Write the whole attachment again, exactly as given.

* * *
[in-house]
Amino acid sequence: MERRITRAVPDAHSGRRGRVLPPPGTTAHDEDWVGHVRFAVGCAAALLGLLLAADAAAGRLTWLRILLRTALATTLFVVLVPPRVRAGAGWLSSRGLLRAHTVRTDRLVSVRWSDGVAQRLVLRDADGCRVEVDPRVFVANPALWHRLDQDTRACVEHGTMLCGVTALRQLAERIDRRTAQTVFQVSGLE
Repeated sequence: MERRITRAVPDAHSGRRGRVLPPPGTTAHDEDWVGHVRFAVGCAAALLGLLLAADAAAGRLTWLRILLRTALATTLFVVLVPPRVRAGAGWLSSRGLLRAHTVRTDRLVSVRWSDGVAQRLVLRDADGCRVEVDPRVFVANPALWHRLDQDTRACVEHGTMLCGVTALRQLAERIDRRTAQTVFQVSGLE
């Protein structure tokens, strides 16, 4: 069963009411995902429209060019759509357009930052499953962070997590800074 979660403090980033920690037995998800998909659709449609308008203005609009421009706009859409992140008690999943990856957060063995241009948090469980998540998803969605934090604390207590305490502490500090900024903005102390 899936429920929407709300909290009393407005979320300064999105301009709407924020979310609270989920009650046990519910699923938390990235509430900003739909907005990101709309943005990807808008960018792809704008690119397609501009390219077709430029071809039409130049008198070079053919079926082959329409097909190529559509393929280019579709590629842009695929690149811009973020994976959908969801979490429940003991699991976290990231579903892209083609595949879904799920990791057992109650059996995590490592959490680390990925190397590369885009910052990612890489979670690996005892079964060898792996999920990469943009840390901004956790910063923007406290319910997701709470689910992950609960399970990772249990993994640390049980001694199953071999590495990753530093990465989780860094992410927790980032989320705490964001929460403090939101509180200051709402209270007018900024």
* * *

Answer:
[in-house]
Amino acid sequence: MERRITRAVPDAHSGRRGRVLPPPGTTAHDEDWVGHVRFAVGCAAALLGLLLAADAAAGRLTWLRILLRTALATTLFVVLVPPRVRAGAGWLSSRGLLRAHTVRTDRLVSVRWSDGVAQRLVLRDADGCRVEVDPRVFVANPALWHRLDQDTRACVEHGTMLCGVTALRQLAERIDRRTAQTVFQVSGLE
Repeated sequence: MERRITRAVPDAHSGRRGRVLPPPGTTAHDEDWVGHVRFAVGCAAALLGLLLAADAAAGRLTWLRILLRTALATTLFVVLVPPRVRAGAGWLSSRGLLRAHTVRTDRLVSVRWSDGVAQRLVLRDADGCRVEVDPRVFVANPALWHRLDQDTRACVEHGTMLCGVTALRQLAERIDRRTAQTVFQVSGLE
């Protein structure tokens, strides 16, 4: 069963009411995902429209060019759509357009930052499953962070997590800074 979660403090980033920690037995998800998909659709449609308008203005609009421009706009859409992140008690999943990856957060063995241009948090469980998540998803969605934090604390207590305490502490500090900024903005102390 899936429920929407709300909290009393407005979320300064999105301009709407924020979310609270989920009650046990519910699923938390990235509430900003739909907005990101709309943005990807808008960018792809704008690119397609501009390219077709430029071809039409130049008198070079053919079926082959329409097909190529559509393929280019579709590629842009695929690149811009973020994976959908969801979490429940003991699991976290990231579903892209083609595949879904799920990791057992109650059996995590490592959490680390990925190397590369885009910052990612890489979670690996005892079964060898792996999920990469943009840390901004956790910063923007406290319910997701709470689910992950609960399970990772249990993994640390049980001694199953071999590495990753530093990465989780860094992410927790980032989320705490964001929460403090939101509180200051709402209270007018900024």